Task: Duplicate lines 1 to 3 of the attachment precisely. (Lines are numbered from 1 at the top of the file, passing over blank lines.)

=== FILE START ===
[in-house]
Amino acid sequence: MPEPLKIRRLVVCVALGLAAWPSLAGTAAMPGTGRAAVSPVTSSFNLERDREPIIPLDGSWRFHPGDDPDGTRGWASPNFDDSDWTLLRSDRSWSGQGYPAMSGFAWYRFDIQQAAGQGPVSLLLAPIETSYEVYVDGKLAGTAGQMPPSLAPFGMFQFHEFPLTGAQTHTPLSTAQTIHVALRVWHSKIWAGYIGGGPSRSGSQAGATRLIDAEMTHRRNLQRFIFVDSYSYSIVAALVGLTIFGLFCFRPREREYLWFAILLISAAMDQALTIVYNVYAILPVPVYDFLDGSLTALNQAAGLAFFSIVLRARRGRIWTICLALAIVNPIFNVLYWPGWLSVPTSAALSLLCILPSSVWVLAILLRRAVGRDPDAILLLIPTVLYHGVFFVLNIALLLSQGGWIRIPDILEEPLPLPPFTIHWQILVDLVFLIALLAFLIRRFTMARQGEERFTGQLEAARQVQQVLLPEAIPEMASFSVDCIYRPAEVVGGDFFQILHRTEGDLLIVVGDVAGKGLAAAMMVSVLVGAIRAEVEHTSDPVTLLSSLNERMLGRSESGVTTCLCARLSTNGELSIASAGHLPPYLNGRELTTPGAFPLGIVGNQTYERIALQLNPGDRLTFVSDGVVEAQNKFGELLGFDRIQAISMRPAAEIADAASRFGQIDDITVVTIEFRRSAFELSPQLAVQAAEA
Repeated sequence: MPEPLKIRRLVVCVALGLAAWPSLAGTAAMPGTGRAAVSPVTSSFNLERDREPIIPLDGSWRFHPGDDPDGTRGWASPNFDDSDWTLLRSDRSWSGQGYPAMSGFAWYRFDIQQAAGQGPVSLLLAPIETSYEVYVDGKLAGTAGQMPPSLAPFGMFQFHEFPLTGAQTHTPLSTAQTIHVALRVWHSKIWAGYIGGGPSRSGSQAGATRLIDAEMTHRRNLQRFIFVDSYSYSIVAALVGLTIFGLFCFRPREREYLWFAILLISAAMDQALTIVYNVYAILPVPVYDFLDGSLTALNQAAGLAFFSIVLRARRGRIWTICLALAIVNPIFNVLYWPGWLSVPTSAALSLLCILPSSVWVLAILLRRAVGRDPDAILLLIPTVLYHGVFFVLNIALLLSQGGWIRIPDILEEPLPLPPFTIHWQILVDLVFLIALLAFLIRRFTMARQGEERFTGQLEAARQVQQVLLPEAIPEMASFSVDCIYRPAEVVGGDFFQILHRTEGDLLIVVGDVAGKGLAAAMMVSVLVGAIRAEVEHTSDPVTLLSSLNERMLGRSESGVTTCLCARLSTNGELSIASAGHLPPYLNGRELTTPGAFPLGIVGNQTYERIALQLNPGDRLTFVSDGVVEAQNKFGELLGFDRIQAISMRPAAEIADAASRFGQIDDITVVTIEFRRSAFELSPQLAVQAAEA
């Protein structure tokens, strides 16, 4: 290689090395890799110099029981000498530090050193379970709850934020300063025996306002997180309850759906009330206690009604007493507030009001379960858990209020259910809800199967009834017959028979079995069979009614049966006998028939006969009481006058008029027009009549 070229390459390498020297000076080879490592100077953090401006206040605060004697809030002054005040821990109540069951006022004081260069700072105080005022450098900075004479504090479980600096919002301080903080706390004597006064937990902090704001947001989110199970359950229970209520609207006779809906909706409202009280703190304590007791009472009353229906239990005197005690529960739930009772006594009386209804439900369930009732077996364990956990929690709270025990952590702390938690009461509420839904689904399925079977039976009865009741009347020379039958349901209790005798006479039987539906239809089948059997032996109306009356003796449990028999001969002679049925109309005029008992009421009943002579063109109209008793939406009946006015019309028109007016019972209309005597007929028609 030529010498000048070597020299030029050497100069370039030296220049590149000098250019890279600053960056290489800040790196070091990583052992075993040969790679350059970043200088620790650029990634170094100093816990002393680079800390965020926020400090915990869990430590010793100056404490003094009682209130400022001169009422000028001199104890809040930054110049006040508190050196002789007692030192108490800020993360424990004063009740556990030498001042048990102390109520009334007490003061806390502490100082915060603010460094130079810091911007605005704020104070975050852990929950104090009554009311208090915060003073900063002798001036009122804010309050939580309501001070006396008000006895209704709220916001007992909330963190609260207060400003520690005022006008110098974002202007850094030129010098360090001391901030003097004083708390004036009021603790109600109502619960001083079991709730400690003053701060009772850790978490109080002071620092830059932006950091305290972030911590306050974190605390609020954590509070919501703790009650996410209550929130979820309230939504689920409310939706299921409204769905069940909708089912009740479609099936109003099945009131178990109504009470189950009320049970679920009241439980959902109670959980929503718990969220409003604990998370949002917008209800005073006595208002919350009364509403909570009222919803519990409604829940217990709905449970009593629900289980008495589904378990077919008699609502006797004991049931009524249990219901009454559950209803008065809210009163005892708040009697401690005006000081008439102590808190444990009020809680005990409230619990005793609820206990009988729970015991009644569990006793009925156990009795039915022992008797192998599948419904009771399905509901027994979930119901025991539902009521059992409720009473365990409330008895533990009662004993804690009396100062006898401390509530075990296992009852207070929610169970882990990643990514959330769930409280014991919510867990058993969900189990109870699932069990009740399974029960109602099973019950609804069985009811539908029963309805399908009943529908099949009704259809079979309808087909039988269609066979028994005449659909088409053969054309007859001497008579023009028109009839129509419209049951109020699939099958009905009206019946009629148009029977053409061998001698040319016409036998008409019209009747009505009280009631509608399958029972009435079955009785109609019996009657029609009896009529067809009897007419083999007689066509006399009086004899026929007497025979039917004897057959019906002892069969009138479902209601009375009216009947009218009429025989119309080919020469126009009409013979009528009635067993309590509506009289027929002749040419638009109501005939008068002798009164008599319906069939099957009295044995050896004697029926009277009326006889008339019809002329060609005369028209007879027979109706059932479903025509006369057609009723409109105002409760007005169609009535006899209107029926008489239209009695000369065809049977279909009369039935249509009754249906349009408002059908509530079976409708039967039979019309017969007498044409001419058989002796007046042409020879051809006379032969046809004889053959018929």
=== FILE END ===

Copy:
[in-house]
Amino acid sequence: MPEPLKIRRLVVCVALGLAAWPSLAGTAAMPGTGRAAVSPVTSSFNLERDREPIIPLDGSWRFHPGDDPDGTRGWASPNFDDSDWTLLRSDRSWSGQGYPAMSGFAWYRFDIQQAAGQGPVSLLLAPIETSYEVYVDGKLAGTAGQMPPSLAPFGMFQFHEFPLTGAQTHTPLSTAQTIHVALRVWHSKIWAGYIGGGPSRSGSQAGATRLIDAEMTHRRNLQRFIFVDSYSYSIVAALVGLTIFGLFCFRPREREYLWFAILLISAAMDQALTIVYNVYAILPVPVYDFLDGSLTALNQAAGLAFFSIVLRARRGRIWTICLALAIVNPIFNVLYWPGWLSVPTSAALSLLCILPSSVWVLAILLRRAVGRDPDAILLLIPTVLYHGVFFVLNIALLLSQGGWIRIPDILEEPLPLPPFTIHWQILVDLVFLIALLAFLIRRFTMARQGEERFTGQLEAARQVQQVLLPEAIPEMASFSVDCIYRPAEVVGGDFFQILHRTEGDLLIVVGDVAGKGLAAAMMVSVLVGAIRAEVEHTSDPVTLLSSLNERMLGRSESGVTTCLCARLSTNGELSIASAGHLPPYLNGRELTTPGAFPLGIVGNQTYERIALQLNPGDRLTFVSDGVVEAQNKFGELLGFDRIQAISMRPAAEIADAASRFGQIDDITVVTIEFRRSAFELSPQLAVQAAEA
Repeated sequence: MPEPLKIRRLVVCVALGLAAWPSLAGTAAMPGTGRAAVSPVTSSFNLERDREPIIPLDGSWRFHPGDDPDGTRGWASPNFDDSDWTLLRSDRSWSGQGYPAMSGFAWYRFDIQQAAGQGPVSLLLAPIETSYEVYVDGKLAGTAGQMPPSLAPFGMFQFHEFPLTGAQTHTPLSTAQTIHVALRVWHSKIWAGYIGGGPSRSGSQAGATRLIDAEMTHRRNLQRFIFVDSYSYSIVAALVGLTIFGLFCFRPREREYLWFAILLISAAMDQALTIVYNVYAILPVPVYDFLDGSLTALNQAAGLAFFSIVLRARRGRIWTICLALAIVNPIFNVLYWPGWLSVPTSAALSLLCILPSSVWVLAILLRRAVGRDPDAILLLIPTVLYHGVFFVLNIALLLSQGGWIRIPDILEEPLPLPPFTIHWQILVDLVFLIALLAFLIRRFTMARQGEERFTGQLEAARQVQQVLLPEAIPEMASFSVDCIYRPAEVVGGDFFQILHRTEGDLLIVVGDVAGKGLAAAMMVSVLVGAIRAEVEHTSDPVTLLSSLNERMLGRSESGVTTCLCARLSTNGELSIASAGHLPPYLNGRELTTPGAFPLGIVGNQTYERIALQLNPGDRLTFVSDGVVEAQNKFGELLGFDRIQAISMRPAAEIADAASRFGQIDDITVVTIEFRRSAFELSPQLAVQAAEA